The bus comes to a stop only a few hundred feet from the hospital, but the rain is so intense that I can’t even see the front doors from there. When the driver opens the doors, the rain whips inside like it’s been waiting for me, chilling me immediately. I take a deep breath as I swing down the steps and out into the monsoon, my crutches kicking up water as I hustle the best that I can. If you’ve never tried moving around on two sticks shoved in your armpits while pails of water viciously seek out every gap in your coat, you can’t fully comprehend how miserable I am right now. And if you have, my condolences. It sucks.
I’m drowned-rat-level soaked by the time I’m halfway there, and I might as well not even be wearing a raincoat for all the protection it’s providing. I’ve got my head hunched into my shoulders and my eyes on the door, though, and I’m focused on my goal. I’m probably about fifty feet out when I see a welcome sight: Brian is hanging out in the covered area just outside the front doors, talking animatedly to a coworker who’s smoking a cigarette. I’d considered the possibility that he wouldn’t be on shift, but since I didn’t have any way of contacting him to find out, I’d decided to just come down and wait. Fortunately, it looks like I won’t have to! Things are finally going my way.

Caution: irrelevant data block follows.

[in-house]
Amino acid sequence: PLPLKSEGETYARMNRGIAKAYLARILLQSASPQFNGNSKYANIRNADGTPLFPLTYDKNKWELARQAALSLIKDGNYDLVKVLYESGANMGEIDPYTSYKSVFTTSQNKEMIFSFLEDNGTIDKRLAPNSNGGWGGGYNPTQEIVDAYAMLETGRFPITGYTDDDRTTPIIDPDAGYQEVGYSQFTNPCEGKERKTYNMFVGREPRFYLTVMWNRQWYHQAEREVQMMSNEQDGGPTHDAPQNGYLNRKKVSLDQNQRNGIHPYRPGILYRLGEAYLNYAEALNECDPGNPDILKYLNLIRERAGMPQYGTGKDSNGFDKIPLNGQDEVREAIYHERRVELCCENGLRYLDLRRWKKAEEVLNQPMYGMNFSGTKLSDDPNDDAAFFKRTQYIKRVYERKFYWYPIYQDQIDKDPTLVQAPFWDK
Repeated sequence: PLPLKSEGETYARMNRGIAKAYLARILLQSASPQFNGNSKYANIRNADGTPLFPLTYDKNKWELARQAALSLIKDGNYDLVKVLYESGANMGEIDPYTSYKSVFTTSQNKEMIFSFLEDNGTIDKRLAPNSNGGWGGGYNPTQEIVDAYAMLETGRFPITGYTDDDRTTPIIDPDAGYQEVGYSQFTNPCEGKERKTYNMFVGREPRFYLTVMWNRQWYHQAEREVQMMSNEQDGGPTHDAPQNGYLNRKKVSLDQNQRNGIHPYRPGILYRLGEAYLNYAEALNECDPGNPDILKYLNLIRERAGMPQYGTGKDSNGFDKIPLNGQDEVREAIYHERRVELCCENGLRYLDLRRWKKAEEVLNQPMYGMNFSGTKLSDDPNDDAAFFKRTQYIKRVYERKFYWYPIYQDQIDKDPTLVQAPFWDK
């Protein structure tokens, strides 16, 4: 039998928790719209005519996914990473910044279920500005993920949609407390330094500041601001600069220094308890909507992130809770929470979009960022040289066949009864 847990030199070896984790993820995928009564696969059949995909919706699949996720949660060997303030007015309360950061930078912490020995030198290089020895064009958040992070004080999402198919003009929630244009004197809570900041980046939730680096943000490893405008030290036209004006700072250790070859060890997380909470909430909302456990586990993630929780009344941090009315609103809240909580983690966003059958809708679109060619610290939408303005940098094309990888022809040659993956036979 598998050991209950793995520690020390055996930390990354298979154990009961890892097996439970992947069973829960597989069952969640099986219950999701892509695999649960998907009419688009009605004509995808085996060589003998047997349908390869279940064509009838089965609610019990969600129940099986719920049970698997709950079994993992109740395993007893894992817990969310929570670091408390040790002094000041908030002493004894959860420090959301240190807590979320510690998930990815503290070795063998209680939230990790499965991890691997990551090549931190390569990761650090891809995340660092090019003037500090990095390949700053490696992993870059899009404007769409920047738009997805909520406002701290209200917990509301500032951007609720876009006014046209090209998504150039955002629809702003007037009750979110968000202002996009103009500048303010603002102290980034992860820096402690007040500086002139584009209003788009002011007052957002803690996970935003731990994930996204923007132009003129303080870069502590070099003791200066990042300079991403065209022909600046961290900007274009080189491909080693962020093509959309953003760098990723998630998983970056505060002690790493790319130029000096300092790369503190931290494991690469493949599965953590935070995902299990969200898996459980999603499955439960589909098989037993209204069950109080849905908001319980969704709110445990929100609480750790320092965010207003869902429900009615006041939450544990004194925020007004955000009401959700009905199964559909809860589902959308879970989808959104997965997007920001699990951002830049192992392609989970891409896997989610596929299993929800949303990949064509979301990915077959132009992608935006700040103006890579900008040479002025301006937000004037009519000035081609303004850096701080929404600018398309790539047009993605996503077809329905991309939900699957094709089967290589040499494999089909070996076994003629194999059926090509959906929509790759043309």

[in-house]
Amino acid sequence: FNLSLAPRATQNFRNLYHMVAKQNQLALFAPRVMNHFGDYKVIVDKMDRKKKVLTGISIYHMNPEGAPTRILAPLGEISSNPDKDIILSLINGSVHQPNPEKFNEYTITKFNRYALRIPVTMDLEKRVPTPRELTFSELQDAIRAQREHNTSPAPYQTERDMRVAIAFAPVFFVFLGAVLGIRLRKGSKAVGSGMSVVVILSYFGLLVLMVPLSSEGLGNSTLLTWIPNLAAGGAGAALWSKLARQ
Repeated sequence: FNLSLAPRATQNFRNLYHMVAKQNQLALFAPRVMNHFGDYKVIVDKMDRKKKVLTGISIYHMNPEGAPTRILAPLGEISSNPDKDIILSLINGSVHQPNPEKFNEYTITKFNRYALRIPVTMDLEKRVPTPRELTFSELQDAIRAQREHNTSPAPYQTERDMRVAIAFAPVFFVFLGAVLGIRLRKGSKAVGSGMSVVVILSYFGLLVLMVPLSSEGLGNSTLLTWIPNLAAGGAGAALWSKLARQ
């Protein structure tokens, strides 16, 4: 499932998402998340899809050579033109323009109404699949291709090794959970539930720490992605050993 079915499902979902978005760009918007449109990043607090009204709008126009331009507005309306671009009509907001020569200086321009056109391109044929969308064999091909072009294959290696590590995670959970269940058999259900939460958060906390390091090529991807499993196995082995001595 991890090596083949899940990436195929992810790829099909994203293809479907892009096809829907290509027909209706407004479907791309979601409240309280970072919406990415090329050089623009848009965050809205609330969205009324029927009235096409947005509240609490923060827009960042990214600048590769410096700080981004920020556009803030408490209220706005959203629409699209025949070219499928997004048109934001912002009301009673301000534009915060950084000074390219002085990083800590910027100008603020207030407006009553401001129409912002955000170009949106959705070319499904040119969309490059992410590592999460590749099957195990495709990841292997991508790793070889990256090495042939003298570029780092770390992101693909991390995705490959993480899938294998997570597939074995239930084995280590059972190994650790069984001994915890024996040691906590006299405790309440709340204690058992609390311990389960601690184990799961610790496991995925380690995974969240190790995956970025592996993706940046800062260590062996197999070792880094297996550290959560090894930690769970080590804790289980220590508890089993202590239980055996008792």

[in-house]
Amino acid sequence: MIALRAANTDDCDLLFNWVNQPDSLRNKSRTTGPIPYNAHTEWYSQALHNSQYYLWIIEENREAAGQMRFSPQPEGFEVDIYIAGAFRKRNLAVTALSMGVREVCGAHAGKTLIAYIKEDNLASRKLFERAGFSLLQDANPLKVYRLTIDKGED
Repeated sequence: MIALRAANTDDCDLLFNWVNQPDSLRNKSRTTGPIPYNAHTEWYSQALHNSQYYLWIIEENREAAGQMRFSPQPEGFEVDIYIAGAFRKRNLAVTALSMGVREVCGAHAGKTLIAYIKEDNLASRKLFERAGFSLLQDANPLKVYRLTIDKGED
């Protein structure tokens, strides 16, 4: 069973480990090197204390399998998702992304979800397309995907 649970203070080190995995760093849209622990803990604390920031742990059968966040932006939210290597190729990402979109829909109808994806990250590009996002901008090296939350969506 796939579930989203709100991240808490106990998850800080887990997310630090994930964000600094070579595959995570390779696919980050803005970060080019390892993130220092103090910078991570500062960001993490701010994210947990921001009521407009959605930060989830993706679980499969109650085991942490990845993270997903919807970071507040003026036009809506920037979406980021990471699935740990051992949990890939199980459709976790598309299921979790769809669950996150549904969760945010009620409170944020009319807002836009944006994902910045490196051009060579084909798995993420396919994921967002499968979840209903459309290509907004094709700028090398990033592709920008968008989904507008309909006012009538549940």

That’s the last thing I remember thinking before I wake up on a hospital gurney surrounded by chaos. There’s a smell of ozone and singed rubber, my shirt’s been cut open and there are doctors and nurses yelling around me.
I open my eyes in time to see a pair of paddles being pressed violently into my chest. There’s a soft whump, and I suddenly get a surge of vitality. I sit bolt upright and knock the paddles away. “Whoa! I’m fine! I’m fine!”
Shock is written clearly across the faces of the hospital staff around me, but I have no idea why. I look around in confusion. “I am fine, right? What happened?”
“What’s your name? Can you tell me your name?”
“It’s Dan, Dan Everton. What happened?”
“You were hit by lightning, Mr. Everton. Twice, in fact, in rapid succession. You may be badly hurt.”
“What? No. I’m fine. I feel fine. I need to see Brian.”
“I’m right here, man,” says Brian from behind me. “You need to chill out and get checked out, you know? You’ve got some serious burns, and we don’t know what kinda damage you’ve got internally.”
Burns? I’m starting to sound like a broken record, but I feel fine. That is, until I look down at my chest and see the two large, angry red and black marks on it. Red from the burns, and black from where part of my raincoat has melted and stuck to my chest. And as if I needed a visual cue for it to start hurting, the pain kicks me like a mule and I gasp for breath.
“I’m fine!” I really am a broken record. “I just — I think I’m burned.” I sounded less stupid when I was saying I was fine.
“We’ll take a look at that, and see what else needs to be done.”
I lie back down as the doctor wheels me off into an exam room, and try to convince my chest that yes, I know it’s hurt, and it can stop reporting on that now.